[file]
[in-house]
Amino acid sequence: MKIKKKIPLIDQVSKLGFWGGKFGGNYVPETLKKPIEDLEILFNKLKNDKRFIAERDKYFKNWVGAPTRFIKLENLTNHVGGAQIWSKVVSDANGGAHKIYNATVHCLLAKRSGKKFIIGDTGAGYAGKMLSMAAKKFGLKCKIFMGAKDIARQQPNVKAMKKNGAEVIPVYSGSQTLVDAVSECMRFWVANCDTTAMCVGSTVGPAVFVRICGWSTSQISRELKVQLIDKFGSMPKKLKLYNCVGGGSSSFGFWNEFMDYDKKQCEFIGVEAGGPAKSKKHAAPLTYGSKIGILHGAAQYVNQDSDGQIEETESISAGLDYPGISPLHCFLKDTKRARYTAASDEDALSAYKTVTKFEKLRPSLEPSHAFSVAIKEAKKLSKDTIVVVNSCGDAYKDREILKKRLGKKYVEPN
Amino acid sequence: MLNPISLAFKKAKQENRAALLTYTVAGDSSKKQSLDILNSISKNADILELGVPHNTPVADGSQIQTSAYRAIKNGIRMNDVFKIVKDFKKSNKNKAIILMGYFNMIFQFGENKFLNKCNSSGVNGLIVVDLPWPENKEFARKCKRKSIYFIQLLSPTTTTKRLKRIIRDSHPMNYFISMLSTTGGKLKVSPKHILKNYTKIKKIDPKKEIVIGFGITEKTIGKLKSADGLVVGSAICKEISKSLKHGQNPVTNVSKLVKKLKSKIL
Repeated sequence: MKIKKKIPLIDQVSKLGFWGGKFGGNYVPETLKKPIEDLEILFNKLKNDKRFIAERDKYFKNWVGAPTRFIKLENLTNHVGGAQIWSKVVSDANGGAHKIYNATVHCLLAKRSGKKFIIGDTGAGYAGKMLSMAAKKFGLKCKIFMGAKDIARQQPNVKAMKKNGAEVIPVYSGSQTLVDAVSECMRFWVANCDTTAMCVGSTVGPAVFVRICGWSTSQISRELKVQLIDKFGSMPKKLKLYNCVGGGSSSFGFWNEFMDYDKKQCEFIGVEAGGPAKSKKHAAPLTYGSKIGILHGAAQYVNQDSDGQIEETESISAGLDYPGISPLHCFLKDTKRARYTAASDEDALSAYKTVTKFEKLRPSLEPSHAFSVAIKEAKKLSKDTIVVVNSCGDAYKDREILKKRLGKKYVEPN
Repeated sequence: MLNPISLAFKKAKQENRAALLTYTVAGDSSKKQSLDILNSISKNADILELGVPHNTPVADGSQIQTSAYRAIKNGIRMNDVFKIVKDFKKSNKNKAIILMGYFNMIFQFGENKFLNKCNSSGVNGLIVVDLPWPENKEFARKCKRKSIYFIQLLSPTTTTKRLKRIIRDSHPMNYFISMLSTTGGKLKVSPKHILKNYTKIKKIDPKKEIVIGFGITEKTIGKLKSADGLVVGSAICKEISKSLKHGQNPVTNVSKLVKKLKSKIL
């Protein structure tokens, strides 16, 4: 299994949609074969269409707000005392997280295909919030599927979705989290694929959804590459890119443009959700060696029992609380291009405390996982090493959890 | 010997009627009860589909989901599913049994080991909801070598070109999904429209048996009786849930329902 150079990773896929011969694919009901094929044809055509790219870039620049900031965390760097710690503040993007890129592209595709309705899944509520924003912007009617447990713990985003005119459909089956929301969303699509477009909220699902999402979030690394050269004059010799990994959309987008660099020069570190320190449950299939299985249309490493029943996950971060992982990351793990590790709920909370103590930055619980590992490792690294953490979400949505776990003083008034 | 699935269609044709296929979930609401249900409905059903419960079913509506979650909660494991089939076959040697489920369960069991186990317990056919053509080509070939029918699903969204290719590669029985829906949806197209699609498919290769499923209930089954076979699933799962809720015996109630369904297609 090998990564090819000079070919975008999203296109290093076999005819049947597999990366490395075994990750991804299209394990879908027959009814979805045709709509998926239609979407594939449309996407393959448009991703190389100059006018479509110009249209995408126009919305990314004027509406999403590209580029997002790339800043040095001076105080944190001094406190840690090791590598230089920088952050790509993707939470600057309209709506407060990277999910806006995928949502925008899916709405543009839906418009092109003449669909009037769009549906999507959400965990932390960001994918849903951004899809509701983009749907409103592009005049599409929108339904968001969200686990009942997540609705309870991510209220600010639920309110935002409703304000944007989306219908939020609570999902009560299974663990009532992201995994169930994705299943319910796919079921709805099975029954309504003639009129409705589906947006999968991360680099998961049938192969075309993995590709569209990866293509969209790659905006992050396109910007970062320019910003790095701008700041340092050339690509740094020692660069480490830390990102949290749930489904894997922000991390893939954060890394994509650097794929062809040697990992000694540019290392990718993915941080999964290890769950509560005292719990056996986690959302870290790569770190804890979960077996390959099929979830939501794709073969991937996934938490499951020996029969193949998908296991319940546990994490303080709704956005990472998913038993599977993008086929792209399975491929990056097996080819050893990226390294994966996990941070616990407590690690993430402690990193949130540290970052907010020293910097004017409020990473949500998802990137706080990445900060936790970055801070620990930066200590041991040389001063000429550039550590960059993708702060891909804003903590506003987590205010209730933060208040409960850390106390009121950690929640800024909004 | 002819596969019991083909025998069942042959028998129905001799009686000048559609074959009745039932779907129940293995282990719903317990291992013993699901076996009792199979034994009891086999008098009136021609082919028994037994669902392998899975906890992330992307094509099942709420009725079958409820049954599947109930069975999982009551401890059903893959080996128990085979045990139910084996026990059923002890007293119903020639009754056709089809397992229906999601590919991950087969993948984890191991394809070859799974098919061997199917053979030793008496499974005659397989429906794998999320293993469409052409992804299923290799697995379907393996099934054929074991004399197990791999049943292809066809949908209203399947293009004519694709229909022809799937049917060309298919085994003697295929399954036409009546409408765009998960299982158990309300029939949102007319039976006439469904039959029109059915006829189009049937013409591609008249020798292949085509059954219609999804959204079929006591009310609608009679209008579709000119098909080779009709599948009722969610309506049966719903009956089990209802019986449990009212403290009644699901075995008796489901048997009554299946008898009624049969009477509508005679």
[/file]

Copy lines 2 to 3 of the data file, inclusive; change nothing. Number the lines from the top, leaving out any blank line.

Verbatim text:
Amino acid sequence: MKIKKKIPLIDQVSKLGFWGGKFGGNYVPETLKKPIEDLEILFNKLKNDKRFIAERDKYFKNWVGAPTRFIKLENLTNHVGGAQIWSKVVSDANGGAHKIYNATVHCLLAKRSGKKFIIGDTGAGYAGKMLSMAAKKFGLKCKIFMGAKDIARQQPNVKAMKKNGAEVIPVYSGSQTLVDAVSECMRFWVANCDTTAMCVGSTVGPAVFVRICGWSTSQISRELKVQLIDKFGSMPKKLKLYNCVGGGSSSFGFWNEFMDYDKKQCEFIGVEAGGPAKSKKHAAPLTYGSKIGILHGAAQYVNQDSDGQIEETESISAGLDYPGISPLHCFLKDTKRARYTAASDEDALSAYKTVTKFEKLRPSLEPSHAFSVAIKEAKKLSKDTIVVVNSCGDAYKDREILKKRLGKKYVEPN
Amino acid sequence: MLNPISLAFKKAKQENRAALLTYTVAGDSSKKQSLDILNSISKNADILELGVPHNTPVADGSQIQTSAYRAIKNGIRMNDVFKIVKDFKKSNKNKAIILMGYFNMIFQFGENKFLNKCNSSGVNGLIVVDLPWPENKEFARKCKRKSIYFIQLLSPTTTTKRLKRIIRDSHPMNYFISMLSTTGGKLKVSPKHILKNYTKIKKIDPKKEIVIGFGITEKTIGKLKSADGLVVGSAICKEISKSLKHGQNPVTNVSKLVKKLKSKIL